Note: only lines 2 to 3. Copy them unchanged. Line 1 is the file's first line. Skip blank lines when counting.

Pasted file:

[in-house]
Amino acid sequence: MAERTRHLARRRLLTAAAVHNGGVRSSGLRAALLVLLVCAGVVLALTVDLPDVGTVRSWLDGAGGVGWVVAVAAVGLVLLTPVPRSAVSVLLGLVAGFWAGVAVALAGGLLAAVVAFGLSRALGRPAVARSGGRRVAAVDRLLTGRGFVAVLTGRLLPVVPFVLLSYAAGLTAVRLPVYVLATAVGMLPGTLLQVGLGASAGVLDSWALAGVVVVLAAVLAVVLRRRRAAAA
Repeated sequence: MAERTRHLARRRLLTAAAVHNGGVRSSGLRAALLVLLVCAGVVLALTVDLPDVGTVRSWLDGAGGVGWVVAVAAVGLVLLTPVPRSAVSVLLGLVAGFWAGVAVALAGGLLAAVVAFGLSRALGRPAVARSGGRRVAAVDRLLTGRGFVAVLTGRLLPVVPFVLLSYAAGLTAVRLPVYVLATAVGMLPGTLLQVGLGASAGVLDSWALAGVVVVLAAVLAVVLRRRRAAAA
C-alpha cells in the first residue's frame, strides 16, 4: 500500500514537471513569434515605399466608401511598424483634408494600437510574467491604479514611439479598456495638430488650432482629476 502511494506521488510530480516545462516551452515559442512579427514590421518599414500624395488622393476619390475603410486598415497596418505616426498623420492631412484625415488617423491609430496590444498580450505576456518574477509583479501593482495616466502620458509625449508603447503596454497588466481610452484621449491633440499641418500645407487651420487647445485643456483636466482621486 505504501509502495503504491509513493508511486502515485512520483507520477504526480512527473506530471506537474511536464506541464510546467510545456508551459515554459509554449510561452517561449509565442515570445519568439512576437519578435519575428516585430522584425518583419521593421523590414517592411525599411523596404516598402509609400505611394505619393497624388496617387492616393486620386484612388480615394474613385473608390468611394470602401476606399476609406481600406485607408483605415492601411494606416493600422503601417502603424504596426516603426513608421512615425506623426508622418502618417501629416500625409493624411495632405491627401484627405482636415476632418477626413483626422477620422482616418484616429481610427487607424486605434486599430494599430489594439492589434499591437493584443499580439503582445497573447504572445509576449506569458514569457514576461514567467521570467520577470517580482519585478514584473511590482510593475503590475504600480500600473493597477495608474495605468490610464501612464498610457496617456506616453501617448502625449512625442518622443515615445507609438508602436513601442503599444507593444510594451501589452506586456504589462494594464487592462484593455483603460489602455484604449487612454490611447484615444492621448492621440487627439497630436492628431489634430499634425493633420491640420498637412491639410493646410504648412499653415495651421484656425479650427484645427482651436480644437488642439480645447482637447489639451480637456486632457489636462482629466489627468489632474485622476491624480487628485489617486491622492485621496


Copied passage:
Amino acid sequence: MAERTRHLARRRLLTAAAVHNGGVRSSGLRAALLVLLVCAGVVLALTVDLPDVGTVRSWLDGAGGVGWVVAVAAVGLVLLTPVPRSAVSVLLGLVAGFWAGVAVALAGGLLAAVVAFGLSRALGRPAVARSGGRRVAAVDRLLTGRGFVAVLTGRLLPVVPFVLLSYAAGLTAVRLPVYVLATAVGMLPGTLLQVGLGASAGVLDSWALAGVVVVLAAVLAVVLRRRRAAAA
Repeated sequence: MAERTRHLARRRLLTAAAVHNGGVRSSGLRAALLVLLVCAGVVLALTVDLPDVGTVRSWLDGAGGVGWVVAVAAVGLVLLTPVPRSAVSVLLGLVAGFWAGVAVALAGGLLAAVVAFGLSRALGRPAVARSGGRRVAAVDRLLTGRGFVAVLTGRLLPVVPFVLLSYAAGLTAVRLPVYVLATAVGMLPGTLLQVGLGASAGVLDSWALAGVVVVLAAVLAVVLRRRRAAAA